Israel's Health Ministry Appoints Mental Health Adviser Without Experience, Application

Yigal Slovik was fired as Education Ministry director general after six months on the job and was awarded the new post without an application process despite lack of health care expertise; Health Ministry argues such experience is irrelevant to the job

Ido Efrati
Ido Efrati
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Yigal Slovik, then-Education Ministry director general, at a discussion in the Knesset in 2021.
Yigal Slovik, then-Education Ministry director general, at a discussion in the Knesset in 2021.Credit: Noam Moshkovitz/Knesset Spokesperson
Ido Efrati
Ido Efrati

The Health Ministry has appointed an adviser to the director general on mental health-related matters, despite his lack of experience in the field and without having him go through an application process for the post.

Yigal Slovik's background is mainly military, and is unrelated to mental health or health care system management – he commanded Israel's Armored Corps and the Manpower Division in the Ground Forces.

The responsibilities of Slovik's new post include a number of high-level tasks pertaining to Israel's health care system, like managing cooperation with the heads of the state's hospitals and rehabilitation programs, as well as advancing the process of transferring patients out of hospitals and into community rehabilitation programs. According to a response from the Health Ministry, the job does not require experience in mental health-related fields.

He is set to serve for a six-month period starting in August, which will include a number of vacation days due to the High Holy Days that fall during that time. Slovik will receive a salary of 350,000 shekels ($107,500), which is based on an hourly wage of 315 shekels ($96) and travel expenses of 25,000 shekels ($7,645).

The ministry did not take applications for the post. According to the minutes of the Health Ministry exemptions committee the director general, Nachman Ash, considered four candidates for the adviser’s job. Officials “held discussions with the candidates, examined their professional background and its relevance for the post under offer and held consultations at the highest level,” the protocols said. It did not name the other three candidates, and the Health Ministry declined a request from Haaretz to identify them, citing privacy issues.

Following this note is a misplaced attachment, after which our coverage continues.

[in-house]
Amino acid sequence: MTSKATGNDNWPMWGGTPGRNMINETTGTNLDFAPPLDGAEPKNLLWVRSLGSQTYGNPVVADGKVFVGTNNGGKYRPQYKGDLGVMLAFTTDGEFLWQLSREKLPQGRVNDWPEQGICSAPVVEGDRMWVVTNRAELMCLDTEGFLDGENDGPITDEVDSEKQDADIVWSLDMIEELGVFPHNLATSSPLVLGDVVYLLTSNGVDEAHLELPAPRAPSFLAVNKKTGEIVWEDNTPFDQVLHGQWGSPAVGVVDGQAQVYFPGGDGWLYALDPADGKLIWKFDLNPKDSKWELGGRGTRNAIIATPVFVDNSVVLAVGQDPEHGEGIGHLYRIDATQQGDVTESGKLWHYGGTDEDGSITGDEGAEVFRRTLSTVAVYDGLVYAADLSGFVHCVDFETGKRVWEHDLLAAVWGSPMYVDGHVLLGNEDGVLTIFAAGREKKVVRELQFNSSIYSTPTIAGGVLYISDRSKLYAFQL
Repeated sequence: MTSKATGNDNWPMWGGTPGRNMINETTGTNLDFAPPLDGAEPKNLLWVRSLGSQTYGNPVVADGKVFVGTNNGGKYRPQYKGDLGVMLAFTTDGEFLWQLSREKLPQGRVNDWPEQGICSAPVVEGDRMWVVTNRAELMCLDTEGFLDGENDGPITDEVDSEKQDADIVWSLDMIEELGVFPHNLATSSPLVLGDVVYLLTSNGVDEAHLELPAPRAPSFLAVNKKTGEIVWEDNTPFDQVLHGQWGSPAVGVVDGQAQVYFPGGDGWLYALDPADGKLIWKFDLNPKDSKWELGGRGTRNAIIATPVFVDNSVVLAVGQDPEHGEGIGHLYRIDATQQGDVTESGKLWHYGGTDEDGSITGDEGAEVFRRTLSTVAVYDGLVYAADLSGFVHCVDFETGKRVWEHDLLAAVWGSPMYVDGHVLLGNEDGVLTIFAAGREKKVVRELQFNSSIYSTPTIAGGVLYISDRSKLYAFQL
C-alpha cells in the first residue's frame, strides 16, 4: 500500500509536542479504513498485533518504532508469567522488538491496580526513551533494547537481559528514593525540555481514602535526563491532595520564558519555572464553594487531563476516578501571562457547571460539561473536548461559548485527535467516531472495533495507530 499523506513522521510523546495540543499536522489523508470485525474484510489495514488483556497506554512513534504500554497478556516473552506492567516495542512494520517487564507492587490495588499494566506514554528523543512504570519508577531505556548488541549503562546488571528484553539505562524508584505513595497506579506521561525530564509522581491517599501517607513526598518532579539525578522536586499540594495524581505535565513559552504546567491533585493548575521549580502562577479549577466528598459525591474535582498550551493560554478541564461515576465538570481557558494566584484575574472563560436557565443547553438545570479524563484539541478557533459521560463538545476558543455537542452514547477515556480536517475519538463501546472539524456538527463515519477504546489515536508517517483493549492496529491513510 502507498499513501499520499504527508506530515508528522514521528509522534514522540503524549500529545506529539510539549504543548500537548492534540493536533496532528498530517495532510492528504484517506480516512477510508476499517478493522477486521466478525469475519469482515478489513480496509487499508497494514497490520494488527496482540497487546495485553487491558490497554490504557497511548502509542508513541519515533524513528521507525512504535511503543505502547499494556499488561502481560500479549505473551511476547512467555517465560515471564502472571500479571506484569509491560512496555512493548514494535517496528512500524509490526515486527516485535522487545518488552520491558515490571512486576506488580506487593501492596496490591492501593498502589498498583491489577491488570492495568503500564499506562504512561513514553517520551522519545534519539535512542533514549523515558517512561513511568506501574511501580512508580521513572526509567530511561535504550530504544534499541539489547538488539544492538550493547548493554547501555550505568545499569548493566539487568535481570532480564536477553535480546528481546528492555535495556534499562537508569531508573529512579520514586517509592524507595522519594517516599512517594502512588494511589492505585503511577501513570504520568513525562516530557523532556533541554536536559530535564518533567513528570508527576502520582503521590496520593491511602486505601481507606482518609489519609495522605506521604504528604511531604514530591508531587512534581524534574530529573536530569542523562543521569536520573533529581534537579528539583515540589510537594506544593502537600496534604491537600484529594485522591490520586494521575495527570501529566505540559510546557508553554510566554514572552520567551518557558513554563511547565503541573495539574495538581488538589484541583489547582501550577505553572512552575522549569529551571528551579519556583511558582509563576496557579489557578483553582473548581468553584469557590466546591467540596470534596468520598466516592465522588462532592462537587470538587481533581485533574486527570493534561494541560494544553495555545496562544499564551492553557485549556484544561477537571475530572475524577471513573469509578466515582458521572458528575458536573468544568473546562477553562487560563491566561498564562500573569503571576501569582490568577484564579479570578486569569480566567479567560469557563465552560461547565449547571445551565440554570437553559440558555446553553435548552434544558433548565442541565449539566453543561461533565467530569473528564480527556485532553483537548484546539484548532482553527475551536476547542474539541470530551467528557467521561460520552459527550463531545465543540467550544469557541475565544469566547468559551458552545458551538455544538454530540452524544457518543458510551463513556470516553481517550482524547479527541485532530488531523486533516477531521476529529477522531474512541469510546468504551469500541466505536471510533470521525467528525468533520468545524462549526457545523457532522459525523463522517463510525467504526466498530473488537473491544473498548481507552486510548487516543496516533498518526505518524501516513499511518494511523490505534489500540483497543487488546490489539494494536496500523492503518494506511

At the end of the process, the minutes said, “it was decided that the most suitable candidate is Yigal Slovik due to his considerable experience and the special trust the position requires.” The minutes did not identify the other candidates or who was consulted, nor did it explain the nature of the “special trust” the job demands.

In 2021, Slovik was appointed Education Ministry director general by Minister Yifat Shasha-Biton. According to sources in the ministry, the two figures quarreled over administering the coronavirus vaccine in schools, a move Slovik supported and Shasha-Biton opposed. He was fired from his post about six months later amid that friction, but the minister asserted at the time that "the coronavirus and the dismissal are unrelated."

Shasha-Biton claimed that Slovik had been fired because he had failed to meet targets she had set for the education system. “His behavior proves that he is not worthy of being a trusted person,” she said shortly after dismissing him.

The Health Ministry denied that personal connections played a role in Slovik's appointment. “Neither the director general nor the health minister has any personal connection with Mr. Slovik and any insinuation that the choice was made on the basis of personal acquaintance is unfounded,” the ministry said.

Although Slovik's only previous government post lasted six months, the Health Ministry cited “his significant experience in managing complicated undertakings,” “his years of management experience” and “his deep knowledge of the public sector and the government in particular."

The ministry also noted the health care system know-how Slovik gained while he served as the coronavirus point man on the National Security Council; he held that job until the end of 2020, less than a year after the onset of the pandemic.

It added that the process of putting together programs to advance mental health care "requires someone to manage it who will take care to enact the reforms in a realistic timeframe," and demands proven management skills. "Any claim that a deep understanding of mental health is required to effectively and professionally carry out the undertaking is incorrect and does not reflect the requirements.

"Regarding this matter, Slovik will get complete professional assistance to carry out the work efficiently from the mental health service unit, which is headed by Dr. Tal Bergman Levy. The ministry’s director general has instructed that the professional aspects required to carry out the project will remain in the hands of the unit.

“The procedure by which Slovik was chosen had been managed in accordance with all the requirements of the Health Ministry applications committee,” it said.

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